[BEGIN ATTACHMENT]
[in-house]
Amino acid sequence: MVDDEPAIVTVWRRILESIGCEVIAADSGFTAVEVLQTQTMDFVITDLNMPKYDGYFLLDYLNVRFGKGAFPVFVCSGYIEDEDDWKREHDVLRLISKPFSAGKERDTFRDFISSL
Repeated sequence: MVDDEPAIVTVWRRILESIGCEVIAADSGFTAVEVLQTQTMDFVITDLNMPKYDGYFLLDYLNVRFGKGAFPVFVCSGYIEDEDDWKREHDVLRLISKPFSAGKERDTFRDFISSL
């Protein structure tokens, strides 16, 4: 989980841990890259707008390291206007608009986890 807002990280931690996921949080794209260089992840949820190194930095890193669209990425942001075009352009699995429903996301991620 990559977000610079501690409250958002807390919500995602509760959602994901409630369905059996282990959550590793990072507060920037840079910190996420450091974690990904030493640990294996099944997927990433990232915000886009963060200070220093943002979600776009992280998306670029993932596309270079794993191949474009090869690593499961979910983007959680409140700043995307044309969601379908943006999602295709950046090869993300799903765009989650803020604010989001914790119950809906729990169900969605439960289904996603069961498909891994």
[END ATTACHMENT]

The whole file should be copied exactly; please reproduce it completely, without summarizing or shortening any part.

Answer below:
[in-house]
Amino acid sequence: MVDDEPAIVTVWRRILESIGCEVIAADSGFTAVEVLQTQTMDFVITDLNMPKYDGYFLLDYLNVRFGKGAFPVFVCSGYIEDEDDWKREHDVLRLISKPFSAGKERDTFRDFISSL
Repeated sequence: MVDDEPAIVTVWRRILESIGCEVIAADSGFTAVEVLQTQTMDFVITDLNMPKYDGYFLLDYLNVRFGKGAFPVFVCSGYIEDEDDWKREHDVLRLISKPFSAGKERDTFRDFISSL
């Protein structure tokens, strides 16, 4: 989980841990890259707008390291206007608009986890 807002990280931690996921949080794209260089992840949820190194930095890193669209990425942001075009352009699995429903996301991620 990559977000610079501690409250958002807390919500995602509760959602994901409630369905059996282990959550590793990072507060920037840079910190996420450091974690990904030493640990294996099944997927990433990232915000886009963060200070220093943002979600776009992280998306670029993932596309270079794993191949474009090869690593499961979910983007959680409140700043995307044309969601379908943006999602295709950046090869993300799903765009989650803020604010989001914790119950809906729990169900969605439960289904996603069961498909891994």